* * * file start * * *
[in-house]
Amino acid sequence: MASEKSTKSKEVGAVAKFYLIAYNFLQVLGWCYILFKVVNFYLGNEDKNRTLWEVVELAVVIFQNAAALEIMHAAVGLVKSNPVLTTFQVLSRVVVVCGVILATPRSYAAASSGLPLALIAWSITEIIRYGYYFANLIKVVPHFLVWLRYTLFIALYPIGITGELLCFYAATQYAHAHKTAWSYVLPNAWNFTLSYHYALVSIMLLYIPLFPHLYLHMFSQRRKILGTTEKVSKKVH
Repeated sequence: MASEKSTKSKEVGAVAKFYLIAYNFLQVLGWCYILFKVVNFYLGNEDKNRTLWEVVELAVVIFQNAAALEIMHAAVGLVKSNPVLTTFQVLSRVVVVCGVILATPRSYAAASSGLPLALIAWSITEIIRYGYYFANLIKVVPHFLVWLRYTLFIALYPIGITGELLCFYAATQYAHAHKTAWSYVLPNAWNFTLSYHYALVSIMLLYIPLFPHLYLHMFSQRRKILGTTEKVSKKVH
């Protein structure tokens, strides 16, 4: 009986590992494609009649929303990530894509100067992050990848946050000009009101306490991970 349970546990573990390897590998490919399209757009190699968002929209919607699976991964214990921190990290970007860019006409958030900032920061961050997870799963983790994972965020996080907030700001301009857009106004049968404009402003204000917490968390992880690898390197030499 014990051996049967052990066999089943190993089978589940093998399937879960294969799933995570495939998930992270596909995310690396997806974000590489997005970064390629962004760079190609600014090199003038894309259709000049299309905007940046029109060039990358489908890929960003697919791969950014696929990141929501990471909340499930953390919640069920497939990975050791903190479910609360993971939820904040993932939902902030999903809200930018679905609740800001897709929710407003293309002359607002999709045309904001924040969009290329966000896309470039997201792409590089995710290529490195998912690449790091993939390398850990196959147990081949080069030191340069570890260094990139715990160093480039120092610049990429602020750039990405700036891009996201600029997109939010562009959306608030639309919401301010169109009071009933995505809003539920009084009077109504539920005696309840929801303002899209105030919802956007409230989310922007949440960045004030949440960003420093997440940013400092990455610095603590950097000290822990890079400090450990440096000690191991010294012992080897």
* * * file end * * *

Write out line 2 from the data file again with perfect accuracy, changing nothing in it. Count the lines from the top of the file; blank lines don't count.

Amino acid sequence: MASEKSTKSKEVGAVAKFYLIAYNFLQVLGWCYILFKVVNFYLGNEDKNRTLWEVVELAVVIFQNAAALEIMHAAVGLVKSNPVLTTFQVLSRVVVVCGVILATPRSYAAASSGLPLALIAWSITEIIRYGYYFANLIKVVPHFLVWLRYTLFIALYPIGITGELLCFYAATQYAHAHKTAWSYVLPNAWNFTLSYHYALVSIMLLYIPLFPHLYLHMFSQRRKILGTTEKVSKKVH